The strategic importance of Košice–Bohumín Railway was most evident during World War I, and especially after it ended, when the 20-year-long dispute arose among the newly established countries – Czechoslovakia and Poland – about state affiliation of Cieszyn Silesia. Incorporating the entire route into their land had become one of the main goals for both countries, especially for Czechoslovakia, as KBD was the only complete connection of Czech territories with Slovakia and was a key element for the functioning of the young republic. The significance of the train station is also reflected in the fact that soon after the new town was formed and before its official name was agreed on, the name Cieszyn-Train Station (Teschen-Bahnhof) had been used.


The building of the train station became a venue for greeting prominent guests arriving in Teschen (Cieszyn). It was the case especially between 1915-1917 when Teschen was the headquarters of the general staff of the Austro-Hungarian army and high ranking military officers and government officials, also from other countries, would stay or stop here. The most important visitors included Franz Joseph I, Charles I of Austria, Wilhelm II German Emperor and Ferdinand I of Bulgaria.


The train station also witnessed arrivals of less official guests. For example, at the beginning of August 1906 Teschen was visited by the famous Buffalo Bill during his tour across Europe with the popular group of performers Wild West, and on 24th February 1921 writer Ludvík Aškenazy, whose wife, Leonie Mann, was a daughter of German writer Heinrich Mann, was reputedly born here.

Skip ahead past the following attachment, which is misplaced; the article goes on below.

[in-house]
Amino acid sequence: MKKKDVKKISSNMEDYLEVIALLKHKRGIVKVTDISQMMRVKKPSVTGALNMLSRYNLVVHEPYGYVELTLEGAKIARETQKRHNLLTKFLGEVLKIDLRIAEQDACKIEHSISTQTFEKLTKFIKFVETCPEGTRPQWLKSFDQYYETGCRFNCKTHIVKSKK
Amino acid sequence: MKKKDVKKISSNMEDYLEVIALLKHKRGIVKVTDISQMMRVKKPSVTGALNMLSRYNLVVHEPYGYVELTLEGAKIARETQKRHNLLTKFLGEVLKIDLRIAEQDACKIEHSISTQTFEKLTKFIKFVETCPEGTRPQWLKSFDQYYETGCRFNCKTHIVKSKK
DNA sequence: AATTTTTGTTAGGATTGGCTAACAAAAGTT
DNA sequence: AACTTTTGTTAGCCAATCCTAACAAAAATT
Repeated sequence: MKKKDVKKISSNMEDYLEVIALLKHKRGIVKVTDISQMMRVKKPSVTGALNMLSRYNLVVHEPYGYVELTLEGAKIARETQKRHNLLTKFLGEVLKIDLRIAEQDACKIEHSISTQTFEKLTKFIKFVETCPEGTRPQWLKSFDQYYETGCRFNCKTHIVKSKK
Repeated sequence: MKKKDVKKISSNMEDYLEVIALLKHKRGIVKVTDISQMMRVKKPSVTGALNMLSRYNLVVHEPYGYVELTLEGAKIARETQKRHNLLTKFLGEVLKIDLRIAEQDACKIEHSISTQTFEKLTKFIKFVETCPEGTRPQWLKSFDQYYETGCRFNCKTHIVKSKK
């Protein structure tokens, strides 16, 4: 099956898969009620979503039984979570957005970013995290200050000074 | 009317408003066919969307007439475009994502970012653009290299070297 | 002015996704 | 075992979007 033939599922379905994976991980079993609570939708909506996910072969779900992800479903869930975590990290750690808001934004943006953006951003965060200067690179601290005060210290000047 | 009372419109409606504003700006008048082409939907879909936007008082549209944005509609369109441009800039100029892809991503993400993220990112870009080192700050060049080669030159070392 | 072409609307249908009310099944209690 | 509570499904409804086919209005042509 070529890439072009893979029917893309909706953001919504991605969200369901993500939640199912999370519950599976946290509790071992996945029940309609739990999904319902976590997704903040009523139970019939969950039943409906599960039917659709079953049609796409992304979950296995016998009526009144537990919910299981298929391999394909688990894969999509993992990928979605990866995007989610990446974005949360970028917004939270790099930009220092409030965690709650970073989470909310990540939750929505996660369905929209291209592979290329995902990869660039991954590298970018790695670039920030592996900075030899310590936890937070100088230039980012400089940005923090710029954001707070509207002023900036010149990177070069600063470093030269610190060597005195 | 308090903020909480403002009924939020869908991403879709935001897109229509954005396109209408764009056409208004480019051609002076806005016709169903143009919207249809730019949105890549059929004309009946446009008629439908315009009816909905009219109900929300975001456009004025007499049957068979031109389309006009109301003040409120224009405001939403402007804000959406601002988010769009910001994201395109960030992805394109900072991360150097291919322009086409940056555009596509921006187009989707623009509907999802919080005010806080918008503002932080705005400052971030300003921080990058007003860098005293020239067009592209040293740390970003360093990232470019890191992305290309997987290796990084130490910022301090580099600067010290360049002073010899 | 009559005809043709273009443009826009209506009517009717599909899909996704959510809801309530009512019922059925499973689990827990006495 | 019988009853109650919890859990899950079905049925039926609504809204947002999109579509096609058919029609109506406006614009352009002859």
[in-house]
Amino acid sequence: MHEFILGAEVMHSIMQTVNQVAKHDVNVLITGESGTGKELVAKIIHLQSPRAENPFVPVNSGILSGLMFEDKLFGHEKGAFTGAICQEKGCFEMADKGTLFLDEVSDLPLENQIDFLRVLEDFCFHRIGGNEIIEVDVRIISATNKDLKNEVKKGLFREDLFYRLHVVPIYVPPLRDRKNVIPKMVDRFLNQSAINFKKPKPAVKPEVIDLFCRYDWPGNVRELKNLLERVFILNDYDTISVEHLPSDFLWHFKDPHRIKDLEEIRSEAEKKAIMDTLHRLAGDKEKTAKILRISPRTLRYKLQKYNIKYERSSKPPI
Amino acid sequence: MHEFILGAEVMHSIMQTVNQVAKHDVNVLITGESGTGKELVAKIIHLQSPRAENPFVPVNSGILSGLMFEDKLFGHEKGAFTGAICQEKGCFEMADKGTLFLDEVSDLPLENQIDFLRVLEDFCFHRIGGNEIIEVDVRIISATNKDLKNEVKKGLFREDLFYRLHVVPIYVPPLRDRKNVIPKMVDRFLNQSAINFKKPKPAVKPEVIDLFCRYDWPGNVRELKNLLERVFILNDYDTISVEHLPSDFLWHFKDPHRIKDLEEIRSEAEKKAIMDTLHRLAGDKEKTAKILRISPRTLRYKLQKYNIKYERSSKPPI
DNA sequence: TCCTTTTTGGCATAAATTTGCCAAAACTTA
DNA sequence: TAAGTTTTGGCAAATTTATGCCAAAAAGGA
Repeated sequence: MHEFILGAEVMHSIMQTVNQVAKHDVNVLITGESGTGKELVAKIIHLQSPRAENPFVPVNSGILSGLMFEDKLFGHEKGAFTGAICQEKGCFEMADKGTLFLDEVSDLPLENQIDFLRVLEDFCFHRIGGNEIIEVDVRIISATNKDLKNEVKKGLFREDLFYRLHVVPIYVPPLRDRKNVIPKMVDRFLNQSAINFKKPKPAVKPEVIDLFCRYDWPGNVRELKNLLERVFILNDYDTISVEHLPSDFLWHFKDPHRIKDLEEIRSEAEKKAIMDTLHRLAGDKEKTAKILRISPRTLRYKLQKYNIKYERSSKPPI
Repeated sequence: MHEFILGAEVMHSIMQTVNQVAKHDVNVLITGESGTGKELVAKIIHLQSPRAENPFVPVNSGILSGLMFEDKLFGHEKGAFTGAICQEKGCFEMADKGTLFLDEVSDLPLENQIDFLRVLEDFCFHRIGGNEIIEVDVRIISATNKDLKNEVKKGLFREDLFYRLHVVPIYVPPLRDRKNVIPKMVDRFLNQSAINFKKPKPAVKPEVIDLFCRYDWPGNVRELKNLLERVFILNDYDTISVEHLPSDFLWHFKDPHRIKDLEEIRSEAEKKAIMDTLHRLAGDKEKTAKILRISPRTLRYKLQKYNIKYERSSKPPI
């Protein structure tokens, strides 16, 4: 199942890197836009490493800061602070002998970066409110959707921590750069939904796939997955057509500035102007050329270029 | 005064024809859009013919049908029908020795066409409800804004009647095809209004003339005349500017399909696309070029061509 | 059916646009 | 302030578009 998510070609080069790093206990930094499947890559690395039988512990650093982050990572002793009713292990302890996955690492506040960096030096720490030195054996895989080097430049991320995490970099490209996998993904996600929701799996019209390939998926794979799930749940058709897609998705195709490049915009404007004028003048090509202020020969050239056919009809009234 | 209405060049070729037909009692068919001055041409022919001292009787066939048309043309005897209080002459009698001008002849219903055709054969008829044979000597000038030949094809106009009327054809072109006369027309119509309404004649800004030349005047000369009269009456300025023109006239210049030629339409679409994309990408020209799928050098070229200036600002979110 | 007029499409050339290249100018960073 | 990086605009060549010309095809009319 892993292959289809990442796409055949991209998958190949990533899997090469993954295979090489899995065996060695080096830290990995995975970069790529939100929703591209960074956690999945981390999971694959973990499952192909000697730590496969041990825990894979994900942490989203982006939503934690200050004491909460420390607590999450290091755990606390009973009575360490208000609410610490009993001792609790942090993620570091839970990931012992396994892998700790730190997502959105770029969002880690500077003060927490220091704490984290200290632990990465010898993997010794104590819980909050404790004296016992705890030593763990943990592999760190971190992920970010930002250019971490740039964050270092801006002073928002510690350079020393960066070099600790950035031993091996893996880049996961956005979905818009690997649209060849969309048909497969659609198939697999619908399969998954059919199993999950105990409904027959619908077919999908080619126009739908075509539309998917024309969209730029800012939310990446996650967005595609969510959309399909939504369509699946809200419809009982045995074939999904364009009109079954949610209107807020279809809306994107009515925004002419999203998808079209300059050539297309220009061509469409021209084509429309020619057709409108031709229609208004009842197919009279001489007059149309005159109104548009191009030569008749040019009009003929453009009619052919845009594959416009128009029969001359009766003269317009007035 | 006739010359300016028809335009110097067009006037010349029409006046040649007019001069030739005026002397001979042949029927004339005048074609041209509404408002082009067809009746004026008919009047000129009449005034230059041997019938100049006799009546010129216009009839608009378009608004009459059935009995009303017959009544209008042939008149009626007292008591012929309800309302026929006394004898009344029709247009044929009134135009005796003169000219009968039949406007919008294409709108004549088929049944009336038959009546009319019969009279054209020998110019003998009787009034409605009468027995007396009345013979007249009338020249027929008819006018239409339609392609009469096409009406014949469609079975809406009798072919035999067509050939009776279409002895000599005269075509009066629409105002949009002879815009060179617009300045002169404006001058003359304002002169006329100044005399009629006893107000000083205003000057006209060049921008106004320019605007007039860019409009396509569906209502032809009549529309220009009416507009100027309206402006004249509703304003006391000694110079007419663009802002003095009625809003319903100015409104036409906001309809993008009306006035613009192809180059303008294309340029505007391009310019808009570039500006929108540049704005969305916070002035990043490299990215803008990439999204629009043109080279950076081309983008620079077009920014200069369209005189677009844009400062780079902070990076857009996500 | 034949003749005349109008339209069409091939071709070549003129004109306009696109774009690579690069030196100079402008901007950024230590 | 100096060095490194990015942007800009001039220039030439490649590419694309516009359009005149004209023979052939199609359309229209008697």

View of the train station and Dworcowa Street during the Austro-Hungarian Empire. (Muzeum Těšínska Collection)

A colourful postcard depicting the train station during the Austro-Hungarian Empire. (H 17090/2,Muzeum Těšínska Collection)

The Teschen train station constituted an important military installation. The illustration shows Archduke Friedrich Habsburg with a group of Prussian officers at the exit for militaries. (G 167, Muzeum Těšínska Collection)

The railway station witnessed many transports of troops to the Eastern Front. The illustration presents a ceremonious departure in the presence of Commander in Chief Friedrich Habsburg and Chief of the General Staff of the Austro-Hungarian army Franz Conrad von Hötzendorf. (F 2707, Muzeum Těšínska Collection)

Bulgarian czar Ferdinand II arriving at the General Staff headquarters in Teschen on 2nd November 1916. (H 11025/3, Muzeum Těšínska Collection)

The train station in Český Těšín in the period of the First Czechoslovak Republic. (G 1750, Muzeum Těšínska Collection)

Illustration showing a restaurant on the platform from the period of the First Czechoslovak Republic. (H 17190/1, Muzeum Těšínska Collection)

Flooded train station during the great flood of May 1940. (G 315, Muzeum Těšínska Collection)

Construction of an underpass as part of train station reconstruction between 1962-1963. (H 22926, Muzeum Těšínska Collection)

Downed railway electric traction in Český Těšín along the Olza River during the flood in 1970. (H 14922b, Muzeum Těšínska Collection)

A Soviet tank in front of the train station building during the occupation in August 1968. (Muzeum Těšínska Collection 50)



Projekt dofinansowany przez Unię Europejską ze środków
Europejskiego Funduszu Rozwoju Regionalnego
 w ramach Programu Interreg V-A Republika Czeska – Polska